Cognitive abilities refer to variation in the capacities of individuals to construct mental models of biophysical and social environments. Two of the most general abilities, discussed below, are general and social intelligence, theory of mind in particular. Cognitive representational diversity refers to the different ways that individuals describe and understand a system in terms of physical mechanics and values or legitimate objectives. For instance, two individuals may have a different understanding of water variability within an irrigation system, how the system may react to such variability, and values associated with water allocation. One individual may see the system as robust to predicted changes and value efficiency in water allocation and withdrawal. Another individual may assess the system as insufficient to deal with predicted changes in water availability and value longer term investments in the physical infrastructure that may sacrifice short-term water extraction to gain higher water extraction in the future. Finally, cognitive tools refer to the ability of groups to enhance cognitive abilities through technology, education, and institutions that help encode and monitor the dynamics of biophysical systems or foster a positive group culture, given a past history of trust and shared narratives. Groups draw on these three resources to solve the biophysical and social challenges that arise in an Action Situation.

Solving biophysical challenges

To model and solve biophysical challenges in an Action Situation, groups may draw on their general intelligence (g)–sets of correlated mental abilities, including spatial reasoning, impulse control, and the rational weighting of costs and benefits of options [20]–to learn and reason about a gravity driven irrigation system or the logic of a prisoner’s dilemma [21]. These abilities are moderated by cognitive tools; such as education in numeracy or technologies that control the flow of water and make floods more predictable that we capture below with the parameter α. The relevant tools or hardware will vary from society-to-society. Holding such tools equal, greater g at the level of the group (often measured as the mean of all individual level general intelligence values) leads to a greater understanding of a system [11, 13, 21], thus less specific knowledge sets and more general, overlapping knowledge sets.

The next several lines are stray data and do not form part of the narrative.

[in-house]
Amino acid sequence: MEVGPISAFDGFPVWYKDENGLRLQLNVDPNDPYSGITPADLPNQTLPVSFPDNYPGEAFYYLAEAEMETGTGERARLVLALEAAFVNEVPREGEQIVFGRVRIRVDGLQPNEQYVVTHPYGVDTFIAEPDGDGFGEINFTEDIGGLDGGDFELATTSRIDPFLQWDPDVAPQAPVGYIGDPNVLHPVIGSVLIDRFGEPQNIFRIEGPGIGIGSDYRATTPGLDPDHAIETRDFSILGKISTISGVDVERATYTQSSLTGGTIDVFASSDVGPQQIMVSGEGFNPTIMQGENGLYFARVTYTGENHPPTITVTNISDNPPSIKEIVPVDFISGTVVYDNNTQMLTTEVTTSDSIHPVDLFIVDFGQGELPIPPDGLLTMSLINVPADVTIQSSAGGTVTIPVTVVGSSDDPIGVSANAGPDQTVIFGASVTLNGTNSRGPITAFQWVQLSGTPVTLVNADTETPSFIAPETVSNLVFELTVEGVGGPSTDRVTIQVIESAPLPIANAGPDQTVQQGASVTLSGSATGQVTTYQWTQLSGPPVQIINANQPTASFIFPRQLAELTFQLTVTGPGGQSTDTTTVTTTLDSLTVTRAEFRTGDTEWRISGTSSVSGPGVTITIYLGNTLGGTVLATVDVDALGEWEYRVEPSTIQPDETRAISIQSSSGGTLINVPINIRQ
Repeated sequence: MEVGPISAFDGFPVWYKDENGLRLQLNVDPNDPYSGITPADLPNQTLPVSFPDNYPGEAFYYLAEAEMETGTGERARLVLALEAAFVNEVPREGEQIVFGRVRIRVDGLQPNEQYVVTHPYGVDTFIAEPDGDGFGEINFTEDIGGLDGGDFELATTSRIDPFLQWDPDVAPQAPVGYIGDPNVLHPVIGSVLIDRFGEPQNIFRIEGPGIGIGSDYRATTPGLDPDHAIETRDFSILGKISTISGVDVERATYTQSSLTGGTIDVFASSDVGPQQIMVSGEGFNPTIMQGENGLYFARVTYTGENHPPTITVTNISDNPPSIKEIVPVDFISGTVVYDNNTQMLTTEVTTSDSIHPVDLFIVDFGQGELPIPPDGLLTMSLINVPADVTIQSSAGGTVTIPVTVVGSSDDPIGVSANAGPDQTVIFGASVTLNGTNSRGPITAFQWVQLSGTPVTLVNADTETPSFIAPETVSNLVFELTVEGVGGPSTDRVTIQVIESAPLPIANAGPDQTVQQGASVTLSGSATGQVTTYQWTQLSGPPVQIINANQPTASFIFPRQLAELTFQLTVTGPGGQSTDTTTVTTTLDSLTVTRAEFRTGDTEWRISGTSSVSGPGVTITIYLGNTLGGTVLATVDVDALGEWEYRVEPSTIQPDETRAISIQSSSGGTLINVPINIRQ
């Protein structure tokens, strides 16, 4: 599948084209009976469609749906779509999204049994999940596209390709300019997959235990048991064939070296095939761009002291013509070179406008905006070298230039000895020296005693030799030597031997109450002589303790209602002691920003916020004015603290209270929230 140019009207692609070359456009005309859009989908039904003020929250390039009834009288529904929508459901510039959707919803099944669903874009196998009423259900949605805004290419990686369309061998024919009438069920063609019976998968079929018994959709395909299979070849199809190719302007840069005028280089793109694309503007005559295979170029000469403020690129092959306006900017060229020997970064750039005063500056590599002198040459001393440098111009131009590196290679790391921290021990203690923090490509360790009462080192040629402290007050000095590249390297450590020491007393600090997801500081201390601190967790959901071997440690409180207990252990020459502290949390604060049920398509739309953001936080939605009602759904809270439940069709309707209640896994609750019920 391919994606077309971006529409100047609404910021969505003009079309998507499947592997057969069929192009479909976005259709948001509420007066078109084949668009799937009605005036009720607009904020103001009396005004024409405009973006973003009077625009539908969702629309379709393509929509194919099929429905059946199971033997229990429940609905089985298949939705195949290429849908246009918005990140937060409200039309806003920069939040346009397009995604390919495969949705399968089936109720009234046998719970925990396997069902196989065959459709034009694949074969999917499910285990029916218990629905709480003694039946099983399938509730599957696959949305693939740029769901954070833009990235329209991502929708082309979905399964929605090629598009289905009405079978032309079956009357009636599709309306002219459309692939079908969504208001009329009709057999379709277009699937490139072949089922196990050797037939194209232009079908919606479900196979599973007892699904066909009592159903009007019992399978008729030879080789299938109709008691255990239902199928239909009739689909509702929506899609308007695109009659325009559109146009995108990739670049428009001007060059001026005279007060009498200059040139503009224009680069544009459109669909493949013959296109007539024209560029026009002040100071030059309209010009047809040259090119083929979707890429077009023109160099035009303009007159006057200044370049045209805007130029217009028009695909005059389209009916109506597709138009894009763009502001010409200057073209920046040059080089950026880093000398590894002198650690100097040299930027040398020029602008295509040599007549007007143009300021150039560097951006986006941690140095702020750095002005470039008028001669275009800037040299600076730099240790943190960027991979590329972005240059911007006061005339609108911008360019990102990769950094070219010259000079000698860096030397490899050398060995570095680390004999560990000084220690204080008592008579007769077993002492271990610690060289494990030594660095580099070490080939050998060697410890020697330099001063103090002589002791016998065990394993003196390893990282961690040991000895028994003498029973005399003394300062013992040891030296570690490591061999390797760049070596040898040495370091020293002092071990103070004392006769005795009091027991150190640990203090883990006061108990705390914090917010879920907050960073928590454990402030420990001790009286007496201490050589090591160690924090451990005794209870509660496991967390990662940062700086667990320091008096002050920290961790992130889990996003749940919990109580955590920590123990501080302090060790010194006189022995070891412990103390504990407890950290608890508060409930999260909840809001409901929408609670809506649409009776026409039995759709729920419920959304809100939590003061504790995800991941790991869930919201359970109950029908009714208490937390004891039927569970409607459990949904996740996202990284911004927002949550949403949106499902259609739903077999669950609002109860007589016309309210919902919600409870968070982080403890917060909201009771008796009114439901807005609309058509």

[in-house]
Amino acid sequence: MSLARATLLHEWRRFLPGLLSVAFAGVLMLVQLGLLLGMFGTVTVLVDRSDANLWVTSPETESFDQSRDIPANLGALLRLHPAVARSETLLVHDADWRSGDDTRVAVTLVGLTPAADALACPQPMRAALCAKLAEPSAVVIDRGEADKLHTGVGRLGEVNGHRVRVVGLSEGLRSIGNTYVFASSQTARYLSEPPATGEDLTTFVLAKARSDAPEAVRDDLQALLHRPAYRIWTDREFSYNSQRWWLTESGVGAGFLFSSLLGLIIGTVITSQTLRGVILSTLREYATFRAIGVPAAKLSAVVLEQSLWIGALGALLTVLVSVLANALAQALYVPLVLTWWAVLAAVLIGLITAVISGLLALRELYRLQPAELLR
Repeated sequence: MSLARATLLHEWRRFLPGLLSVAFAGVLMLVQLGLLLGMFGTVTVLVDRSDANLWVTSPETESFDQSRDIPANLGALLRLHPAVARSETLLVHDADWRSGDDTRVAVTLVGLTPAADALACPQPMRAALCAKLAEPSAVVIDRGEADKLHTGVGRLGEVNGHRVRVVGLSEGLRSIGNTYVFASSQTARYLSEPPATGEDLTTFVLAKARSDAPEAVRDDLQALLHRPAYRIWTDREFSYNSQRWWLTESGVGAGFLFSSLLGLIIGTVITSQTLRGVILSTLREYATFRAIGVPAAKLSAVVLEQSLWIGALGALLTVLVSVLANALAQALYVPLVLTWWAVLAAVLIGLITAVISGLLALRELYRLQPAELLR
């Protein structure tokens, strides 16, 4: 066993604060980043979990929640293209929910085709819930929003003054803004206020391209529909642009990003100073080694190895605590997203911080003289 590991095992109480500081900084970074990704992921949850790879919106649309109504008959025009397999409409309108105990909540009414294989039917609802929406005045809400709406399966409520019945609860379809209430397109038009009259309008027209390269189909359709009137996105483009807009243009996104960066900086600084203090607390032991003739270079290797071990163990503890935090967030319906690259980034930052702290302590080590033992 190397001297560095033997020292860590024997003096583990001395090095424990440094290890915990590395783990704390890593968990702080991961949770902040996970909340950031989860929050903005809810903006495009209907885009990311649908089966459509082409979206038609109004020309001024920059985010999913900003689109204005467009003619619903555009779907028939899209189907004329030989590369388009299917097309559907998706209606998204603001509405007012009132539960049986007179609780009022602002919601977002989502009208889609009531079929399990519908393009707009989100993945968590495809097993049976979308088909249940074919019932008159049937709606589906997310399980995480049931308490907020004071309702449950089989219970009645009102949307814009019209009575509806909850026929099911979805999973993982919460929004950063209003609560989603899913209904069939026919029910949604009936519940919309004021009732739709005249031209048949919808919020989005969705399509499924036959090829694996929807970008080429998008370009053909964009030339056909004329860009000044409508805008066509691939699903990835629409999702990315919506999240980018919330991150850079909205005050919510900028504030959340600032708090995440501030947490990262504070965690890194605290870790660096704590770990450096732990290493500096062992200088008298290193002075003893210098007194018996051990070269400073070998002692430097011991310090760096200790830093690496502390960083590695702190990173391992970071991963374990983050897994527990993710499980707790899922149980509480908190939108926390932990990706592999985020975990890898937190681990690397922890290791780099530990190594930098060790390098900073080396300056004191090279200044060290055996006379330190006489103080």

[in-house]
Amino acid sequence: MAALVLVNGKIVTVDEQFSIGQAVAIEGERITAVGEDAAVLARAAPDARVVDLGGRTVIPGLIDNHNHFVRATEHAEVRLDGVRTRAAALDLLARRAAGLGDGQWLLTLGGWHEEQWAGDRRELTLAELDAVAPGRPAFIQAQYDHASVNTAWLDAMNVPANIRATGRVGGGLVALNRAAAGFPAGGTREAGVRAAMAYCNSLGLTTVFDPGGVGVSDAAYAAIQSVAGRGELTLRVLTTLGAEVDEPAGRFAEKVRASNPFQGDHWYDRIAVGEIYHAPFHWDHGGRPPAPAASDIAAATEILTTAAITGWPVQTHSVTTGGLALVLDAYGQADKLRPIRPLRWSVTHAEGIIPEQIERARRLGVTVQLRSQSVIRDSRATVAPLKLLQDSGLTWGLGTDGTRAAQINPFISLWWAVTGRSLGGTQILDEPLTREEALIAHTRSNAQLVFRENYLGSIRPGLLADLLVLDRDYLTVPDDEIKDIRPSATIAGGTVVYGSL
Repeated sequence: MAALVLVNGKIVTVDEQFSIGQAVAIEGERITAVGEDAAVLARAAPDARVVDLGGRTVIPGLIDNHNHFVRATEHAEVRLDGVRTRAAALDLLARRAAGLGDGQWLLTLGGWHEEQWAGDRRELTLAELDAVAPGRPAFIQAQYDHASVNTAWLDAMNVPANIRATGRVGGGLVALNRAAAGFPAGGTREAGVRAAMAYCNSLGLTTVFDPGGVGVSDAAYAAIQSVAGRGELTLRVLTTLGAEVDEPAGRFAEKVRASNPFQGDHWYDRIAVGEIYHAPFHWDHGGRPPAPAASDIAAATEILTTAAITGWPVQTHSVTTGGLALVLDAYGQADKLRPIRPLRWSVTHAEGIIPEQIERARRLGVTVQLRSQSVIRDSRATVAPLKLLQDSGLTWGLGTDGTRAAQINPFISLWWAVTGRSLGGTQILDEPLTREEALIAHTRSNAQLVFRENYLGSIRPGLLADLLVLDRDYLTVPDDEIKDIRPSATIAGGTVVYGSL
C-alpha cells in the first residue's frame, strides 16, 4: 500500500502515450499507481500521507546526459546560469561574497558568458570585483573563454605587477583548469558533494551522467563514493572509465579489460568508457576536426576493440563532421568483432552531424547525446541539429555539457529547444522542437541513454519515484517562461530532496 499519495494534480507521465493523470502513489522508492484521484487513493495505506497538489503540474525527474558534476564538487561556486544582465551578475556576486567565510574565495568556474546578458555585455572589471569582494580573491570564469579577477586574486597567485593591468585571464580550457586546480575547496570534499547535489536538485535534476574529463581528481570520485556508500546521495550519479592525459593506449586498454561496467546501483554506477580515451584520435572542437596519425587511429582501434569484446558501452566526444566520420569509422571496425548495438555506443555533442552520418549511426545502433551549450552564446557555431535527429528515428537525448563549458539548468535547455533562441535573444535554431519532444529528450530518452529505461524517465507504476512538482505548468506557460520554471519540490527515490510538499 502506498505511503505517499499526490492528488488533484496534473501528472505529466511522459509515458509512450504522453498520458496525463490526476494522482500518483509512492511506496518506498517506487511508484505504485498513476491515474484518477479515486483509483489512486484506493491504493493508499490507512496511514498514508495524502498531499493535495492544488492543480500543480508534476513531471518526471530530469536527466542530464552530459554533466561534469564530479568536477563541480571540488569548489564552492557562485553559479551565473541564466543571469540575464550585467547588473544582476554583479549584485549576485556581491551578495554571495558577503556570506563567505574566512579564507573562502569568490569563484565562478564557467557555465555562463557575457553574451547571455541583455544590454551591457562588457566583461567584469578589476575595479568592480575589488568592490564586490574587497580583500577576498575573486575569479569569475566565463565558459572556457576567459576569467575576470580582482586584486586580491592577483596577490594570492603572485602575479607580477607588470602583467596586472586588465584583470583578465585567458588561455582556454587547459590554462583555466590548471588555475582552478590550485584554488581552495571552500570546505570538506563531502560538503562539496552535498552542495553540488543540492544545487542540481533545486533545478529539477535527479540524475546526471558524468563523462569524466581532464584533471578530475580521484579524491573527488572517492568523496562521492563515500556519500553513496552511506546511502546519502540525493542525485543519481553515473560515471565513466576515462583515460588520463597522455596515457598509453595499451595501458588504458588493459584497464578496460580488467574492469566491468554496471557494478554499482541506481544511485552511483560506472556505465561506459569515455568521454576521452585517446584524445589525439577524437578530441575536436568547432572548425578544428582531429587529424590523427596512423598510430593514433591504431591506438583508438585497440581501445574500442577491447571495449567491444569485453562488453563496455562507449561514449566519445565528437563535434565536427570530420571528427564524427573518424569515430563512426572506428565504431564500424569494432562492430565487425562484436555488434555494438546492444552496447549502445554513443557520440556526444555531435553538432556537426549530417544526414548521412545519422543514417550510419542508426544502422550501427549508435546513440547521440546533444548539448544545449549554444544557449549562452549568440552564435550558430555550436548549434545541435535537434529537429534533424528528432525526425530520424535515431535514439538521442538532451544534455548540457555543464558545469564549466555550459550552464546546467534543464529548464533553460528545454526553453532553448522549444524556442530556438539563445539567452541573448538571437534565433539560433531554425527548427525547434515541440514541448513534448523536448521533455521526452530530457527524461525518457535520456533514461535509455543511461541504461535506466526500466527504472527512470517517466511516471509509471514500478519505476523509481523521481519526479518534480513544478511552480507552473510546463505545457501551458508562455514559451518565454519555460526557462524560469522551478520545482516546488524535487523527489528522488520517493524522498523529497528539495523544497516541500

Groups may also draw on their diverse ways of representing a system (i.e., different background experiences, modes of inquiry, and spatial vs. verbal system descriptions) to form a better understanding of an ecological system’s dynamics [6, 7, 10]. This mechanical dimension of cognitive representational diversity supercharges learning and leads to better representations of a system for decision making [5, 9, 10]. In fact, groups formed by individuals who adopt different perspectives approach problems differently and, if they are able to communicate and form shared values/objectives (see below), such groups are, on average, more apt to find solutions to problems than groups with similar levels of ability but lower diversity [22]. In sum, provided individuals share values and objectives, groups with high g and high cognitive representational diversity should best explore a system’s problem space reducing the complexity of an environment by developing functionally relevant models of a system for solving governance problems.

Similarly, the need for cognitive representational diversity (Rdiv) goes beyond its effect on reducing environmental complexity. As the social complexity of an Action Situation increases (i.e., the number of social units involved with different knowledge, background experiences, and values/objectives grows), so does the need for including stakeholders who may have different values and objectives in decision making processes. This is because solutions to problems in Action Situations should be perceived as legitimate and fair, and, hence, inclusion criteria of all relevant stakeholders is a necessary condition for exploring an Action Situation’s problem space [23]. A powerful way to increase the potential of a group to learn is to increase a group’s cognitive representational diversity of the mechanics of an Action Situation, allowing for diverse and functionally relevant representations of the system (i.e. system representations that are at least partially correct and that are not willingly misleading). Such mechanical representations form the foundation of causal models useful for predicting future outcomes and making governance decisions, as long as stakeholders with potentially different values and objectives are included in decision making. However, even if groups include stakeholders with the diverse cognitive representations necessary to supercharge learning and provide a process whereby individuals with different values can participate in decision making, a necessary condition for legitimacy, this is only half that battle.